So if you're a pure act utilitarian optimizing "survival" or "life" and you have no epistemic concerns about whether you can know outcomes, then it might be possible on your view to see donating your life to save others by dying as licit.

Bentham, for instance, draws no distinction between types of pleasure and doesn't have much talk about consent (from what I gather). Mill, on the other hand, incorporates a "harm principle" wherein in our maximization we cannot cause harm or violate the autonomy of others. Moreover, Mill distinguishes types of pleasures and doesn't see things as a pure optimization. In this way, he avoids the second objection. (His view is ambiguous about whether we are optimizing actual or expected consequences).

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unless you are expecting to save at least two persons from certain death (if you hadn't donated these healthy organs), i don't even seeing this as increasing utility.

  • Why not? It's two lives instead of one life. That is definitely utility increase in my opinion. – Didam I Jun 7 '16 at 3:31
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    gotta read what i wrote. if you're not expecting to save at least two persons from certain death, it doesn't increase utility. you can even calculate where you might save three persons, but the probability of saving each from death (compared to the alternative, that they might get the necessary organ from somewhere else) is 33% or less, it doesn't add up to more utility. – robert bristow-johnson Jun 7 '16 at 4:13
  • Sorry for my misreading. I think that you are just speculating here. According to this "on average 3.6 organs are recovered from each deceased donor". And here is an example of survival rates. Assuming an average survival rate of 60% a deceased person can save at least 2 lives. – Didam I Jun 7 '16 at 20:16
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    i was speculating. so if you're healthy and want to be totally self-sacrificing altruistic and save at least 2 other lives from premature death, then probably you need to inform police and first responders by telephone of what you're about to do. wait for them to show up and then dispatch yourself, probably with a bullet to the brain (that organ won't be recovered). make sure your organ donor status is clear in your will, on your drivers license, and with your family. perhaps you wanna consider what benefit to humanity your continued life would be (and in comparison to those you save). – robert bristow-johnson Jun 7 '16 at 22:28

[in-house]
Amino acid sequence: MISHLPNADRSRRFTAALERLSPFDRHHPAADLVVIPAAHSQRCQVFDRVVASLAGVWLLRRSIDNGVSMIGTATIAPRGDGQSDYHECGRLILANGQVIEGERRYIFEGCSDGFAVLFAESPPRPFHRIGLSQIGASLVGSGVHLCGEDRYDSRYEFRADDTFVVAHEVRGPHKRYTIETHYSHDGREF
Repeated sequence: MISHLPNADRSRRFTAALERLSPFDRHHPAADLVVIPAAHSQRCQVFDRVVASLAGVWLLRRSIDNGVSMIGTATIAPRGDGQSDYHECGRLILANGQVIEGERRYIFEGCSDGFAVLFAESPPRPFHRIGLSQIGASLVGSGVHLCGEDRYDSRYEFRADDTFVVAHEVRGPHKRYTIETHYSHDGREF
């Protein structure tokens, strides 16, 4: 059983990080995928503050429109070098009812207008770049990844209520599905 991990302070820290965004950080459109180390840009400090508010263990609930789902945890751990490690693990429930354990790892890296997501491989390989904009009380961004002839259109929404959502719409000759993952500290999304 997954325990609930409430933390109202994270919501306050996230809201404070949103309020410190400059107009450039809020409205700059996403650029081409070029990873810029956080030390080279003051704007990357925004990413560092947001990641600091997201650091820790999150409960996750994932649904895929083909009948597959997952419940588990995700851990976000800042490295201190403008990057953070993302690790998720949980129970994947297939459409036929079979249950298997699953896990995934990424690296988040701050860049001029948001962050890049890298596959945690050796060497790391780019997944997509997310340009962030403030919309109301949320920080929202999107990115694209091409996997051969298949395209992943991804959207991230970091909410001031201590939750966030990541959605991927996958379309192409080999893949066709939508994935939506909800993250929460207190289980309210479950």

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    On huge problem with this "how many lives" argument is that it is a complete abstraction. Suppose we kill John, a healthy 20 year old individual, who can be expected to live some more 60 years, at least 40 of which with quality, to save 80 year old Stephen and 75 year old Eberhard, who will then live 5 or 10 years each of doubtful quality life. Where is the gain? (and, as no utilitarian can see the future, or explain what is a "quality life", much less quantify it, how can we even assess the gains or losses of such conundrums?) – Luís Henrique Aug 15 '16 at 15:04
-1

If you're a utilitarianist, you don't sacrifice your life merely to save the lives of two or more other people with your organs (people who will, in most cases, be ordinary people rather than utilitarianists), except in the extremely unlikely situation that the people who need your organs for their survival are utilitarianists and there are no non-utilitarianist or less healthy and/or older utilitarianists than you who could save those utilitarianists' lives in your place!

The utilitarian thing to do is not "to improve the world more than an ordinary person would" or "to do the best you can at an arbitrary isolated point in time", but to improve the world as much as possible, in total, in the long run.